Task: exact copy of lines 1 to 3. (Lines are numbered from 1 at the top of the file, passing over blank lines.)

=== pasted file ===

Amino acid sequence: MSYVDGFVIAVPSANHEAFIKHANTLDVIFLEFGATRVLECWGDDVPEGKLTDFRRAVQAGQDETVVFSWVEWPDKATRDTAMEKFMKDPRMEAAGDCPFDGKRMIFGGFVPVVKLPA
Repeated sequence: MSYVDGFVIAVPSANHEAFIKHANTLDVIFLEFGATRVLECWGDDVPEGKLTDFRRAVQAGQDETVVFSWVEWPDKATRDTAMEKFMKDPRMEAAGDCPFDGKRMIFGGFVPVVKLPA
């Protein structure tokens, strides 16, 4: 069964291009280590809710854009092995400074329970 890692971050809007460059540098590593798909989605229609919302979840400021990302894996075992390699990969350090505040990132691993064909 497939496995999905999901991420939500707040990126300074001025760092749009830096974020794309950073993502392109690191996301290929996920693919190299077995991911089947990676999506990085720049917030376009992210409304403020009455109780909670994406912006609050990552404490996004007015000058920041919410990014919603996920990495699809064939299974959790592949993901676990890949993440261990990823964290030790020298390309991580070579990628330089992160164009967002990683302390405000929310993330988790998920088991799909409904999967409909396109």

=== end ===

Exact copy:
Amino acid sequence: MSYVDGFVIAVPSANHEAFIKHANTLDVIFLEFGATRVLECWGDDVPEGKLTDFRRAVQAGQDETVVFSWVEWPDKATRDTAMEKFMKDPRMEAAGDCPFDGKRMIFGGFVPVVKLPA
Repeated sequence: MSYVDGFVIAVPSANHEAFIKHANTLDVIFLEFGATRVLECWGDDVPEGKLTDFRRAVQAGQDETVVFSWVEWPDKATRDTAMEKFMKDPRMEAAGDCPFDGKRMIFGGFVPVVKLPA
């Protein structure tokens, strides 16, 4: 069964291009280590809710854009092995400074329970 890692971050809007460059540098590593798909989605229609919302979840400021990302894996075992390699990969350090505040990132691993064909 497939496995999905999901991420939500707040990126300074001025760092749009830096974020794309950073993502392109690191996301290929996920693919190299077995991911089947990676999506990085720049917030376009992210409304403020009455109780909670994406912006609050990552404490996004007015000058920041919410990014919603996920990495699809064939299974959790592949993901676990890949993440261990990823964290030790020298390309991580070579990628330089992160164009967002990683302390405000929310993330988790998920088991799909409904999967409909396109």